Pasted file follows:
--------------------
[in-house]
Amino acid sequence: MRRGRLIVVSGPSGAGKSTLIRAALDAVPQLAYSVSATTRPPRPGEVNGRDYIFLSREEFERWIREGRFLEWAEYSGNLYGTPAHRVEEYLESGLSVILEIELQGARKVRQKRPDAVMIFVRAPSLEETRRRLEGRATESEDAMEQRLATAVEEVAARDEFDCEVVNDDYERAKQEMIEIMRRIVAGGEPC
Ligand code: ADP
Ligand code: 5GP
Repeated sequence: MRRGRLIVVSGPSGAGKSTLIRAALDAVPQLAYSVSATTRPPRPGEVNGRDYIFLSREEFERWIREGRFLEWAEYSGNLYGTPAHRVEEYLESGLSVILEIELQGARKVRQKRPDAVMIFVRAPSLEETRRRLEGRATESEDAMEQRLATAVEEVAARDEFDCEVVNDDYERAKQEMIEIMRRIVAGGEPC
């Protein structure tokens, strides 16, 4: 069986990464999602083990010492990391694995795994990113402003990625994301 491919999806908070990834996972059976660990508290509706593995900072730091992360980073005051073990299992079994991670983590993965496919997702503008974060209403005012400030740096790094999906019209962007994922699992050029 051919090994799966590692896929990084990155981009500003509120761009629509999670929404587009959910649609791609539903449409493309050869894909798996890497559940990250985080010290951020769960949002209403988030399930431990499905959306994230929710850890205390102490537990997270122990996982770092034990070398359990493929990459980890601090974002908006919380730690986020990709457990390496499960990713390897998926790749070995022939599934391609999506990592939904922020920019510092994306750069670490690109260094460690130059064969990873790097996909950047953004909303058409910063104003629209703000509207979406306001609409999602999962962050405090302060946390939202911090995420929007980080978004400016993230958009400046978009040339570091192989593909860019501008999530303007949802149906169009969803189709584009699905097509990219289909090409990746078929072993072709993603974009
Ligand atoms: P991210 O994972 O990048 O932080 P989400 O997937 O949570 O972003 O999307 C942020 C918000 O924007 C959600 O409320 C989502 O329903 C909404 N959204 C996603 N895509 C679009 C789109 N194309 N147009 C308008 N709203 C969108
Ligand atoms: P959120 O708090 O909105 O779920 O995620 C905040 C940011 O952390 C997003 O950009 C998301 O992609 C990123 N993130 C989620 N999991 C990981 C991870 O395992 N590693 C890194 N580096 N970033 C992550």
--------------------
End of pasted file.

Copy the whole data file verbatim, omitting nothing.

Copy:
[in-house]
Amino acid sequence: MRRGRLIVVSGPSGAGKSTLIRAALDAVPQLAYSVSATTRPPRPGEVNGRDYIFLSREEFERWIREGRFLEWAEYSGNLYGTPAHRVEEYLESGLSVILEIELQGARKVRQKRPDAVMIFVRAPSLEETRRRLEGRATESEDAMEQRLATAVEEVAARDEFDCEVVNDDYERAKQEMIEIMRRIVAGGEPC
Ligand code: ADP
Ligand code: 5GP
Repeated sequence: MRRGRLIVVSGPSGAGKSTLIRAALDAVPQLAYSVSATTRPPRPGEVNGRDYIFLSREEFERWIREGRFLEWAEYSGNLYGTPAHRVEEYLESGLSVILEIELQGARKVRQKRPDAVMIFVRAPSLEETRRRLEGRATESEDAMEQRLATAVEEVAARDEFDCEVVNDDYERAKQEMIEIMRRIVAGGEPC
């Protein structure tokens, strides 16, 4: 069986990464999602083990010492990391694995795994990113402003990625994301 491919999806908070990834996972059976660990508290509706593995900072730091992360980073005051073990299992079994991670983590993965496919997702503008974060209403005012400030740096790094999906019209962007994922699992050029 051919090994799966590692896929990084990155981009500003509120761009629509999670929404587009959910649609791609539903449409493309050869894909798996890497559940990250985080010290951020769960949002209403988030399930431990499905959306994230929710850890205390102490537990997270122990996982770092034990070398359990493929990459980890601090974002908006919380730690986020990709457990390496499960990713390897998926790749070995022939599934391609999506990592939904922020920019510092994306750069670490690109260094460690130059064969990873790097996909950047953004909303058409910063104003629209703000509207979406306001609409999602999962962050405090302060946390939202911090995420929007980080978004400016993230958009400046978009040339570091192989593909860019501008999530303007949802149906169009969803189709584009699905097509990219289909090409990746078929072993072709993603974009
Ligand atoms: P991210 O994972 O990048 O932080 P989400 O997937 O949570 O972003 O999307 C942020 C918000 O924007 C959600 O409320 C989502 O329903 C909404 N959204 C996603 N895509 C679009 C789109 N194309 N147009 C308008 N709203 C969108
Ligand atoms: P959120 O708090 O909105 O779920 O995620 C905040 C940011 O952390 C997003 O950009 C998301 O992609 C990123 N993130 C989620 N999991 C990981 C991870 O395992 N590693 C890194 N580096 N970033 C992550």